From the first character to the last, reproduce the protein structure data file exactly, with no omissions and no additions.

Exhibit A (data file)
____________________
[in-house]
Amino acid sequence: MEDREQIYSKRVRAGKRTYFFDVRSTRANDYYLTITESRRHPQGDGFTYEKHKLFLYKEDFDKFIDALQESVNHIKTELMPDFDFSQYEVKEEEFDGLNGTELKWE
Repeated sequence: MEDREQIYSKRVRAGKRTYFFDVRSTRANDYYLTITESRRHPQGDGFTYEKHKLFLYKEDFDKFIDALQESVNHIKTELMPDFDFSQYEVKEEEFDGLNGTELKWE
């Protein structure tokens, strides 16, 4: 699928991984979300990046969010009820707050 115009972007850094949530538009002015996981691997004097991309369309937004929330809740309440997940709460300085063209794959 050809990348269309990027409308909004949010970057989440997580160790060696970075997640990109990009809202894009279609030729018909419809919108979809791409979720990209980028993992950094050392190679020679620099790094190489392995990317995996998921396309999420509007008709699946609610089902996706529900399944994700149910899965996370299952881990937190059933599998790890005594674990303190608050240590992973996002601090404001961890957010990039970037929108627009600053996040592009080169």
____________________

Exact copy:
[in-house]
Amino acid sequence: MEDREQIYSKRVRAGKRTYFFDVRSTRANDYYLTITESRRHPQGDGFTYEKHKLFLYKEDFDKFIDALQESVNHIKTELMPDFDFSQYEVKEEEFDGLNGTELKWE
Repeated sequence: MEDREQIYSKRVRAGKRTYFFDVRSTRANDYYLTITESRRHPQGDGFTYEKHKLFLYKEDFDKFIDALQESVNHIKTELMPDFDFSQYEVKEEEFDGLNGTELKWE
């Protein structure tokens, strides 16, 4: 699928991984979300990046969010009820707050 115009972007850094949530538009002015996981691997004097991309369309937004929330809740309440997940709460300085063209794959 050809990348269309990027409308909004949010970057989440997580160790060696970075997640990109990009809202894009279609030729018909419809919108979809791409979720990209980028993992950094050392190679020679620099790094190489392995990317995996998921396309999420509007008709699946609610089902996706529900399944994700149910899965996370299952881990937190059933599998790890005594674990303190608050240590992973996002601090404001961890957010990039970037929108627009600053996040592009080169």